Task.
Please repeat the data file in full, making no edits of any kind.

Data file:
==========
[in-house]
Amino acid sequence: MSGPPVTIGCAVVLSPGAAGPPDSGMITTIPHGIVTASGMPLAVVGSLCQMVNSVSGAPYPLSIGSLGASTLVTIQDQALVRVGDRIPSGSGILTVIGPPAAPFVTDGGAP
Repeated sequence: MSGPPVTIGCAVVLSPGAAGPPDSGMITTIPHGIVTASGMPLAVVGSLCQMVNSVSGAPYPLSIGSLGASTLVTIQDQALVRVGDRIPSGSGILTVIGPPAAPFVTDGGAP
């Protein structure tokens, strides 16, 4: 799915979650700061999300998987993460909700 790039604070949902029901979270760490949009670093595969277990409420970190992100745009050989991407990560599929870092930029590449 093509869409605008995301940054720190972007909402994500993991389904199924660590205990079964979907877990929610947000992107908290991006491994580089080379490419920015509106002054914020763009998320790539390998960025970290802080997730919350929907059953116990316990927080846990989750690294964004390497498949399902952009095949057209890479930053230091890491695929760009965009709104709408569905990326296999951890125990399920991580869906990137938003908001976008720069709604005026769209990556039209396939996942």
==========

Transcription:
[in-house]
Amino acid sequence: MSGPPVTIGCAVVLSPGAAGPPDSGMITTIPHGIVTASGMPLAVVGSLCQMVNSVSGAPYPLSIGSLGASTLVTIQDQALVRVGDRIPSGSGILTVIGPPAAPFVTDGGAP
Repeated sequence: MSGPPVTIGCAVVLSPGAAGPPDSGMITTIPHGIVTASGMPLAVVGSLCQMVNSVSGAPYPLSIGSLGASTLVTIQDQALVRVGDRIPSGSGILTVIGPPAAPFVTDGGAP
């Protein structure tokens, strides 16, 4: 799915979650700061999300998987993460909700 790039604070949902029901979270760490949009670093595969277990409420970190992100745009050989991407990560599929870092930029590449 093509869409605008995301940054720190972007909402994500993991389904199924660590205990079964979907877990929610947000992107908290991006491994580089080379490419920015509106002054914020763009998320790539390998960025970290802080997730919350929907059953116990316990927080846990989750690294964004390497498949399902952009095949057209890479930053230091890491695929760009965009709104709408569905990326296999951890125990399920991580869906990137938003908001976008720069709604005026769209990556039209396939996942």